What the eye can't see and the brain must guess....
By Pete_XL in Pentaxian Profiles on Jan 23, 2017
As I am an applied natural scientist also addicted to photography, the work with an advanced camera like my Pentax K-3 II offers an extension of the human senses to me. The camera can combine space and time in a way the human combo of two eyes and a brain cannot— just by variation of exposure time and sensitivity. Together with some fantasy, factual knowledge and processing skills, this ability gives the photographer room for the aesthetic visualization of real world issues that the human senses miss. And this is what I’m after!
My favorite images show scenes that are too far apart, too small, fast, slow, dark or too far away to be caught by the eye and/or processed by the brain. I also use the daylight but my preferred playground is the night and the absence of bright light.
Ephemeral Finnish Landscape
By K David in Pentaxian Profiles on Jan 18, 2017
Each month we pick a forum photographer with a stand-apart image in a non-contest thread. This article will allow the photographer to tell us a bit about their photo and themselves, providing a larger context to the image.
Stickl posted the first K-1 photo we've selected for this series, a fantastic shot capturing soft, morning light and fog moving through an evergreen forest in the thread Post your K-1 pictures. Thank you, Lauri, for taking part in this ongoing series and for this fantastic example of Pentaxian nature and landscape.
Night photography with the 645Z
By PF Staff in Pentaxian Profiles on Aug 6, 2016
Michele Cati (Teknuccio) was born in 1982 in Bologna, Italy. He began his photographic activity back in 1997, pointing his Fujica AX-3 first at the Hale-Bopp comet and later at the total solar eclipse in 1999.
In the digital era Michele switched to the Pentax brand with a K-5, a camera which was able to satisfy the requirements of Michele’s favorite shoots. He works with natural light, mostly in low light conditions and at night pointing the lens at the billions lights dotting the night. He tries to keep the postproduction as low as possible to maintain a genuine atmosphere in the images. Michele loves travelling in dark skies locations, such as Ireland or Iceland, as well as exploring his own territory, the Italian Apennines. Michele is Pentax brand Ambassador in Italy from 2014 and is now working on a project of time lapse photography using different Pentax cameras. In this article Michele presents some of his work with the Pentax 645Z.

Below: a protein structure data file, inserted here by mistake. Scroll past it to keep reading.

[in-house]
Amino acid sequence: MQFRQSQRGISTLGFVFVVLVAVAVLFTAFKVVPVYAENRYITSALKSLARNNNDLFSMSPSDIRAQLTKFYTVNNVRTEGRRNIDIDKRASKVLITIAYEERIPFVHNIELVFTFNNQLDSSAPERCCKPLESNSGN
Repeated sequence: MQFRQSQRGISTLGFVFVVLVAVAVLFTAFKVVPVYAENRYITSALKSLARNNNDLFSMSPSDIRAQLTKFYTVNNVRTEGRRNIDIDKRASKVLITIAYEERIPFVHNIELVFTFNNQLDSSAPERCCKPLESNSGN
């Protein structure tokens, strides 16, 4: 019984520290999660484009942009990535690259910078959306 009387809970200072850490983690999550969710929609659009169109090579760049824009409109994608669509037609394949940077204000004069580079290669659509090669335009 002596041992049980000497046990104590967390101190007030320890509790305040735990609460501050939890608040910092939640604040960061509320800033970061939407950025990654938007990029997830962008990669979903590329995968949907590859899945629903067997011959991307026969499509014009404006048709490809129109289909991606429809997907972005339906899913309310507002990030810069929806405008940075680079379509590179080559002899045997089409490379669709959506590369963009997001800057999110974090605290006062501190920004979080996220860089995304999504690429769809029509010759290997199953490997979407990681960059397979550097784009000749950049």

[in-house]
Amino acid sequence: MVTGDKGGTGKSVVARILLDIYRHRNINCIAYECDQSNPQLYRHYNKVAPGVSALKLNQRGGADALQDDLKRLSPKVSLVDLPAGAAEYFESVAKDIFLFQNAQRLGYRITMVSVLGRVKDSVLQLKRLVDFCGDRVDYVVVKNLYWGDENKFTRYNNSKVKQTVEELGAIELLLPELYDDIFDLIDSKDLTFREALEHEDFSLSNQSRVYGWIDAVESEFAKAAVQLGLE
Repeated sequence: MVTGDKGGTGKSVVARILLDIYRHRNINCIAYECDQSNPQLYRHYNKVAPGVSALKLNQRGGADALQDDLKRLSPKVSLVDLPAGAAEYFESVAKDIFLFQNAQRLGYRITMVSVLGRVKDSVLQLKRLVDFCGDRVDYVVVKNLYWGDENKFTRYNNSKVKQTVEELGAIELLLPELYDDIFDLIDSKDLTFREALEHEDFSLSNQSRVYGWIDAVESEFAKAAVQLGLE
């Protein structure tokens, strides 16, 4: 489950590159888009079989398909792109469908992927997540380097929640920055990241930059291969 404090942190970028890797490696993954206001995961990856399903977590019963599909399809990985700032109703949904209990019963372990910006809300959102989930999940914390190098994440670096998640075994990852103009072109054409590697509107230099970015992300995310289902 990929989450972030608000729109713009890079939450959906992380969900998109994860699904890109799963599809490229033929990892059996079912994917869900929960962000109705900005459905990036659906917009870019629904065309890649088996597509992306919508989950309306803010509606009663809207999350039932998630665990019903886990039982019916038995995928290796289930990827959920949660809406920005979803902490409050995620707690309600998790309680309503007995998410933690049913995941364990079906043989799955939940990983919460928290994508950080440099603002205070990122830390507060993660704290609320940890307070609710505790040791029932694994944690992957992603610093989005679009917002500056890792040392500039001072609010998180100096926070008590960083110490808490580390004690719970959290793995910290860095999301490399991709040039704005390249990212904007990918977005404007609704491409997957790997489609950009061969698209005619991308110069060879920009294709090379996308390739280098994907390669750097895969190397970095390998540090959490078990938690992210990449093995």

By Franc III. in Pentaxian Profiles on Apr 28, 2016
My name is Franc Demšar, and I am just capturing the light in time. I started my photographic journey in the second half of the previous century in a darkroom with the smell of developer and fixer. Now I am chasing the light with digital equipment, but still with the same intentions. The tools have changed, but the magic of photography hasn't!
I live and work in the "heart of Europe", in sLOVEnia (LOVE supposedly always come from the heart). I work in advertising and business photography. Plenty of examples of my work are spread throughout this article. Click on any thumbnail to enlarge.
My message to you is inspired (or perhaps provoked) by a recent professional equipment debate.
Some photographers really are brand addicts and to them I say "show me your work, not your camera!". To everyone else, I say "don't let anybody limit you as an artist!".
Wedding photographer from Colombia
By PF Staff in Pentaxian Profiles on Feb 11, 2016
I am a graphic designer by trade, but I've also been a professional photographer for about ten years now. When I previously worked with one of the two "big brands", I was in a bunch of different fields like food, jewelry, architecture, and models. Things changed when I got married and learned the real meaning and beauty of that special day. And so I had a revelation and decided to start shooting weddings seriously.
Weddings are really hard to shoot. They demand my full effort and push my gear to its limits. When the ceremony is about to begin, there is this electricity in the air and nerves and anxiety everywhere. A lot of eyes are attending to what’s going on; that’s when I need to be ready, watching everything, with hands on my camera and eyes on the couple. When I hear the shutter release I know that my Pentax gear is entrusting me to do this mission.
I do weddings because I believe in love, and I admire the courage between two people who join and start a new family. They give me hope about this world which sometimes gets so crazy and cold. There are smiles everywhere, tears sliding down cheeks, hugs, families reunited, little ones, and grandparents. Some are happy, some are sad; that's life, and I feel glad and humbled to be there.